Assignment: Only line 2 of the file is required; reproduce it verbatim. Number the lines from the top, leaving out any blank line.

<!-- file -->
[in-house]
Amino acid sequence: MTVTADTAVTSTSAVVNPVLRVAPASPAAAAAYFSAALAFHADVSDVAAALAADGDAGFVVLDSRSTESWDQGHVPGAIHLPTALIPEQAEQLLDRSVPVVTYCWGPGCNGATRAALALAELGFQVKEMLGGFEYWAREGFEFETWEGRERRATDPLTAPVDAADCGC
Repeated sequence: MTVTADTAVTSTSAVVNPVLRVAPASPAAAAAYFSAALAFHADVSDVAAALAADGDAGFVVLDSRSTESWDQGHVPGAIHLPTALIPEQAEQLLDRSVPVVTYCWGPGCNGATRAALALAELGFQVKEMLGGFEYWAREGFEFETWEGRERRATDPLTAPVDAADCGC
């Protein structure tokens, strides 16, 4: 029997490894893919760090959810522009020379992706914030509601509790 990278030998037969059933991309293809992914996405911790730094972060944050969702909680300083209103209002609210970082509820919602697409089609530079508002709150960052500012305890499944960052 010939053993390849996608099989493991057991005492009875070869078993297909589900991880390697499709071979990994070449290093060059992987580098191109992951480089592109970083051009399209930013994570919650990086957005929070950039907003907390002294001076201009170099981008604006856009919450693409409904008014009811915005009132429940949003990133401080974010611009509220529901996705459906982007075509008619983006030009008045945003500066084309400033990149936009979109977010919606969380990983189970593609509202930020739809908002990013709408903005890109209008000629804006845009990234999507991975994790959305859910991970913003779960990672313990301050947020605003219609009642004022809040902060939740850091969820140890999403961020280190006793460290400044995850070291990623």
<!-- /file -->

Amino acid sequence: MTVTADTAVTSTSAVVNPVLRVAPASPAAAAAYFSAALAFHADVSDVAAALAADGDAGFVVLDSRSTESWDQGHVPGAIHLPTALIPEQAEQLLDRSVPVVTYCWGPGCNGATRAALALAELGFQVKEMLGGFEYWAREGFEFETWEGRERRATDPLTAPVDAADCGC